‘I am disconsolate, horror has seized me. Is there no balm in Gilead? Is there no physician there?” (Jeremiah, 8: 21-22)
Prophets more often than not hate being prophets. Driven and compelled to cry out, Jeremiah’s words estranged him from his own community.
His incessant warnings and dire predictions almost had him executed.
Jeremiah was born into a troubled time. The late 7th century and early 6th century BC saw the superpowers of the day Egypt and Babylon contenting for suzerainty over the Middle East.
The kings of Judah tried very unsuccessfully to play the small hand they had been given in the regional power politics game playing out around them.
They lurched back and forth from seeking an alliance with one to asking protection from the other.
From 13 years of age on reluctantly Jeremiah warned of the impending disasters facing his people. But an early verse in the Book of Jeremiah has the Lord saying, “Before I formed you in the womb I knew you, before you were born I dedicated you, a prophet to the nations I appointed you.” (Jeremiah 1:5)
Poor Jeremiah had little option, prophesying was in his blood and bones.
Needless to say, the powers that were didn’t listen to his pleas for peaceful submission to Babylonian rule under Nebuchadnezzar.
It seems that this foreign ruler, this follower of Marduk, god of Babylon, had been chosen as the agent of Yahweh. “I will send to Nebuchadnezzar, king of Babylon, my servant; I will bring them against this land.” (Jeremiah 25:9)
And bring them Yahweh did. Judah rebelled in 597 and the army of Nebuchadnezzar swept over the land. Eight thousand exiles made the forced march back to Babylon.
The aristocracy, military and skilled artisans became the first group of deportees.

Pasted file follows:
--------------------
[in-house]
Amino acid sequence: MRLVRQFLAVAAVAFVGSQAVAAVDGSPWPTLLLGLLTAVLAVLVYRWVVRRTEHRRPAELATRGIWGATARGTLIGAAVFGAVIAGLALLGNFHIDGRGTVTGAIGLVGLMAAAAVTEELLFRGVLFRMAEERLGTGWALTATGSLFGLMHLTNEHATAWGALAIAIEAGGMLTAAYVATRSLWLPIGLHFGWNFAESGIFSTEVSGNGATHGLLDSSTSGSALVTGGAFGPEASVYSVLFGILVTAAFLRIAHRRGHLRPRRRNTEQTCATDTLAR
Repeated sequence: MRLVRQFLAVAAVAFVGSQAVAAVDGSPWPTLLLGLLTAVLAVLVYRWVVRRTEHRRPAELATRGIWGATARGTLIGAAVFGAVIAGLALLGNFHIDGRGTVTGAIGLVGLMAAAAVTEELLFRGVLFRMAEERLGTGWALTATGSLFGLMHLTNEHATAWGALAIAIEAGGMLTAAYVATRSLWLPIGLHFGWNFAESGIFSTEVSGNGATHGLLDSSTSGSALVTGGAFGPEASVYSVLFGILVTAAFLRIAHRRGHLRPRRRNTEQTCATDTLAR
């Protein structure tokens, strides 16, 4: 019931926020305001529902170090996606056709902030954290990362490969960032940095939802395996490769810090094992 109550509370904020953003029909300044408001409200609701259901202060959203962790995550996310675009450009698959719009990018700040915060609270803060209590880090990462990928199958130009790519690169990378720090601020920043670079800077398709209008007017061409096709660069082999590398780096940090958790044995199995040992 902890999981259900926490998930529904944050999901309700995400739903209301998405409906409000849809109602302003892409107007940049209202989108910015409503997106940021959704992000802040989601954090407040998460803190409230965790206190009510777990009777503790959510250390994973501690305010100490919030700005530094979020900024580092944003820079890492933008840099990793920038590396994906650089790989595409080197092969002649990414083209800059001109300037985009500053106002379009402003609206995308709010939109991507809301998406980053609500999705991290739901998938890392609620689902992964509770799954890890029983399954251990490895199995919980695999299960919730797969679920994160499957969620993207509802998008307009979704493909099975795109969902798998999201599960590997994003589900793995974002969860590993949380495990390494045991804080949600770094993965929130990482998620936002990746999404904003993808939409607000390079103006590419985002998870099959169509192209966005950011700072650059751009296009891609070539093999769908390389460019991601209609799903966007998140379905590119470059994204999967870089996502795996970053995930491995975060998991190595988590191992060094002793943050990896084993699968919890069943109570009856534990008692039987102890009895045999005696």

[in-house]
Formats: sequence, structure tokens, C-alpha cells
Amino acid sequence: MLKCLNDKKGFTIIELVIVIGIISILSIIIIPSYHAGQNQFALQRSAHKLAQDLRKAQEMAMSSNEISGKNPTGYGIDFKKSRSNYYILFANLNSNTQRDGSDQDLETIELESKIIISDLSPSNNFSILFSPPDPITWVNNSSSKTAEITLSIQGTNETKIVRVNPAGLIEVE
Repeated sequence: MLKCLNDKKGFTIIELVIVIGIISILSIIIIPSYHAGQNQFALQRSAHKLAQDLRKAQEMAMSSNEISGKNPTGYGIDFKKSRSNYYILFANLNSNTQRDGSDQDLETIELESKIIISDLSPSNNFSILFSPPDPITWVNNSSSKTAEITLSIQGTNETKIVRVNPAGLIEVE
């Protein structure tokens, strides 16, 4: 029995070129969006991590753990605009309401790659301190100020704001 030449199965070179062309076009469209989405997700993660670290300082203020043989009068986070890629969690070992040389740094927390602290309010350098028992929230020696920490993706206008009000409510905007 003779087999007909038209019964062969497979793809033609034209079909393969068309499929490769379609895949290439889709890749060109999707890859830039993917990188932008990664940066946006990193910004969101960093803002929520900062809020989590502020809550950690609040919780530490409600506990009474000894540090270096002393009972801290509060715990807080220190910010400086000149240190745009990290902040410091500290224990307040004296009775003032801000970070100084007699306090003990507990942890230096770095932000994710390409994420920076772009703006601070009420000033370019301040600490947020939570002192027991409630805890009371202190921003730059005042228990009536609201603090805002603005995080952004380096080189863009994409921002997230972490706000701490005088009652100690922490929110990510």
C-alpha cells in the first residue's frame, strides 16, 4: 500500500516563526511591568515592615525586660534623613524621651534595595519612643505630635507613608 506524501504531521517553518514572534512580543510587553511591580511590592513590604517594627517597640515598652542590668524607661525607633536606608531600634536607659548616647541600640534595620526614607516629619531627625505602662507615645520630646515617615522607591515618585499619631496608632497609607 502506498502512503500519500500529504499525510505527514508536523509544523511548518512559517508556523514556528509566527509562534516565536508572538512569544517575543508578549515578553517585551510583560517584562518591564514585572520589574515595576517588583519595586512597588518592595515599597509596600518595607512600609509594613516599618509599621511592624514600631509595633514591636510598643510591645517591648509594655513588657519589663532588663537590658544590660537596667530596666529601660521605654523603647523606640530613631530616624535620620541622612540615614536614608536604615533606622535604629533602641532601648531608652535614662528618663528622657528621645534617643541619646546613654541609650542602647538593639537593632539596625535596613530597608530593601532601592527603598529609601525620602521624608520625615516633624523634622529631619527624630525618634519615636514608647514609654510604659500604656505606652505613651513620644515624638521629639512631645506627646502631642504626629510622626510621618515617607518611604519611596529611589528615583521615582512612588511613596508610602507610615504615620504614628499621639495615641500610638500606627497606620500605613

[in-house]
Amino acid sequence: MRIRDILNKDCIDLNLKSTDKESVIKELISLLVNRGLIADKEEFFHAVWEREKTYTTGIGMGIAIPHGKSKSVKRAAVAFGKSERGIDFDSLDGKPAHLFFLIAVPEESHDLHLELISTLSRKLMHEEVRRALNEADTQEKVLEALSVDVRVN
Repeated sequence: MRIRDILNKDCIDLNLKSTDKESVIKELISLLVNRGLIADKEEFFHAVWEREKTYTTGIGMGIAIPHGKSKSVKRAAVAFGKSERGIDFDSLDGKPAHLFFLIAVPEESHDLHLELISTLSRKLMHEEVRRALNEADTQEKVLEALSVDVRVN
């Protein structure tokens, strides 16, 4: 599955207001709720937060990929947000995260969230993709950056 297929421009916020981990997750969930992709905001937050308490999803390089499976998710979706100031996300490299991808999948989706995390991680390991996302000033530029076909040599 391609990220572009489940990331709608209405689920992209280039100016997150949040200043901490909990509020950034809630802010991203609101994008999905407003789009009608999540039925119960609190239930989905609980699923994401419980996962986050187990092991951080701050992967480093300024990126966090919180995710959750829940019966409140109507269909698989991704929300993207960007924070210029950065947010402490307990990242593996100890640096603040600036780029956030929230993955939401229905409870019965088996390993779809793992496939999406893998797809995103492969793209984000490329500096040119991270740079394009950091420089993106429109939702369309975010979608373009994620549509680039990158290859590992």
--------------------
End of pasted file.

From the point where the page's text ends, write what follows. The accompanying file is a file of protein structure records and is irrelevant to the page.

Ten years later, Jeremiah witnessed the scene unfold again despite his repeated warnings. This time Nebuchadnezzar showed no mercy. His army razed Jerusalem, temple and all, to the ground.
More deportees were carried off into Babylonian exile. Jeremiah stayed among the ruins eventually though he spent his last days exiled as well but in Egypt. He considered his life a failure.
Karen Armstrong, renowned religious studies author, has recently published a book entitled The Great Transformation. She has a different take on Jeremiah.
“His name has become a byword for exaggerated pessimism, but Jeremiah was not being ‘negative.’ He was right. His unflinching and courageous stand expressed one of the essential principles of the Axial Age: people must see things as they really are.
“They could not function spiritually or practically if they buried their heads in the sand and refused to face the truth, however painful and frightening this might be.”
Who are our Jeremiah’s today?
What inconvenient truths do they prick our comfortable certitudes with?
Are the suffering and bloodshed in Iraq, Afghanistan and a dozen other global conflict zones signs for us today that war is not the answer?
Maybe we should be voting next week for the territorial politicians that tell us the hard, inconvenient truths.
Probably there was an emerging prophet or two among the hundreds of young people that helped out on the Maryhouse food drive this week.
If we’d listen, they’d surely tell what we need to do to avoid approaching social and environmental disasters.
Maybe this weekend in our family grace over the turkey or tofu we should pause to give thanks for inconvenient truths.
By the way, if they missed you, you can always drop off a bag of non-perishable directly at Maryhouse at 6th and Cook Street to help support their food program.
Al Gore’s acclaimed documentary, An Inconvenient Truth, directed by Davis Guggenheim screens at the Qwanlin Cinema Sunday and Monday at 6:45 p.m.
Gore argues in it “that we can no longer afford to view global warming as a political issue — rather, it is the biggest moral challenge facing our global civilization.”